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Fiona Gordon: Debbie Turner’s Cape Dance Company celebrated 15 years of existence in a season to top all others at the Artscape Theatre.
Dancers appear to be more comfortable than previously with the sometimes bizarre movement required of them in ‘Allesverloren…Alles Niet Verloren’ (Carlos dos Santos) which makes another appearance, although it is really a different piece when seen with a white surround on a full-sized stage. In what would be an excellent choice of ‘competition solo’, Guest Artist Sean Aaron Carmon mesmerises, with humour, as he shows off his lines to Nina Simone’s ‘I Put a Spell on You’. In ‘Waiting for the Rain’, dancers of the company prove their mettle as they take a different approach to movement, true to the style of South Africa’s master of dance theatre Alfred Hinkle, and further demonstrate their versatility with a foray into the dramatic, with the talented Michelle Reid’s quirky ‘Us Travellers’.
Another guest artist, Kayoko Amemiya, appears in a shapeless sage calf-length dress, which covers most of her body, except when she moves revealing exquisite lines, despite never leaving her chair. Under choreographic direction from Mr Huggins, she explores the ‘Essence’ of movement with superb articulation of every part of her body.
The programme makes few references to historical works, but perhaps this speaks to the extent to which current works are based on the strengths and capabilities of current dancers and trends. Despite the relatively limited repertoire smaller companies tend to have, it is a welcome change to see a well-considered repetition of previous pieces, in a very well balanced programme.
Every ‘old’ piece saw a display of what appeared to be a renewed energy and chemistry, resulting in a thrilling set of performances – most obviously so from Ipeleng Merafe and James Bradley in Esther Nasser’s staging of Redha’s ‘On the Wings of Sue’.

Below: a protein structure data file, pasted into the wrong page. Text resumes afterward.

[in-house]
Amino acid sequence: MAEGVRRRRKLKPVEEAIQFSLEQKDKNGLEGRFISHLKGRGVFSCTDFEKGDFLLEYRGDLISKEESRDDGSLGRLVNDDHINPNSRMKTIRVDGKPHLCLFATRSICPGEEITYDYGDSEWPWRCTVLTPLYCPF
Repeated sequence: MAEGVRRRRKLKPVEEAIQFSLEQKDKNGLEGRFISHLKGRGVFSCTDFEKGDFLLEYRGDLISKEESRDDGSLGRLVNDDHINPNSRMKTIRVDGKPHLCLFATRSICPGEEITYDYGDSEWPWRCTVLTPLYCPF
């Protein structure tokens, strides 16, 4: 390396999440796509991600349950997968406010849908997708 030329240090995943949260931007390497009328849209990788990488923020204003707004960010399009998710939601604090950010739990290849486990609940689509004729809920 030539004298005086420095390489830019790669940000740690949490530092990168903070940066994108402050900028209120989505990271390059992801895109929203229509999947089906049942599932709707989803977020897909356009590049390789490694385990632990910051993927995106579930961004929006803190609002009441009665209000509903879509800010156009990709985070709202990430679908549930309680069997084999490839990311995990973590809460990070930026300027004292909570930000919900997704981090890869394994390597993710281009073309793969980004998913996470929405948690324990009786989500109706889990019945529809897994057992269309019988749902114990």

However, it is in their newest work that one sees the greatest tribute to the hard work and tenacity of this company, as American choreographer Christopher L. Huggins mounts his piece ‘Enemy Behind the Gates’ on them. With strong references to the aesthetic of ‘Lord of the Dance’, unison, with remarkable precision, is the mainstay of this piece with explosions of colour (from underside of the girls’ skirts) and energy against an otherwise black surround, bringing into relief the sharp movement and the strength required for such held positions. With conscious focus on the movement and cohesion of the larger group, and groups within that, the tension created is electric, and the company which holds this all together is well-deserving of their standing ovation.
With some of the ‘more seasoned’ members making a return to the stage under this banner, for this season, and some newer dancers starting to feature as they work their way through the ranks, there is a lovely mix of performance experience, although very little of it shows, as the holding of a very tight production reign is evident.
Definitely a celebratory season for this company – with one of their most well-programmed seasons, and one of their most spectacular performance pieces, to date – it is certainly a celebration of a remarkable 15 years, and bodes well for exciting things to come.
This season ended on 4 December 2010 at the Artscape Theatre, in conjunction with their Musical Theatre production, ‘Crazy Little Thing’.
Confirmed forthcoming performances include seasons at the Masque Theatre in June 2011, and Dance Factory in October 2011.
The outstanding Cape Dance Company (CDC) celebrates its 15th year with a diverse anniversary season at the Artscape Theatre from 24th November to 4th December 2010.
This season will premier several new works, beginning with the award-winning Enemy Behind The Gates by the choreographer, dancer and teacher Christopher Huggins from the USA. A contemporary classical ballet that was first performed in 2001 by Philadanco! in Philadelphia, this is an exciting, confrontational work created in a militaristic style, with provocative, haunting images and striking costumes. Huggins’ training includes the Juilliard School in Manhatten and the State University of New York at Purchase, and he was a fellowship student at The Ailey School before becoming a member of the Alvin Ailey American Dance Theatre. Since then he has enjoyed an illustrious career as a freelance artist working in America and around the world.
Sean Carmon, 22, joins the CDC as a guest artist this season, dancing a solo especially created for him by Huggins, set to I Put A Spell On You by Nina Simone. Carmon, also from the USA, recently graduated from the Ailey School’s BFA programme and is a freelance artist with various dance companies and currently performing On Broadway in La Cage Aux Folles. CDC dancers performing in this season include Tracey Aaron, James Bradley, Sarah-Lee Chapman, Mila De Biaggi, Alice Godfrey, Carmen Lotz, Cara-May Marcus, Ipeleng Merafe, Henk Opperman & Natalie Walsh. Kayoko Amemiya, Huggins’ assistant, will perform a piece at the opening night gala on 24th November, further adding to the prestige of the event.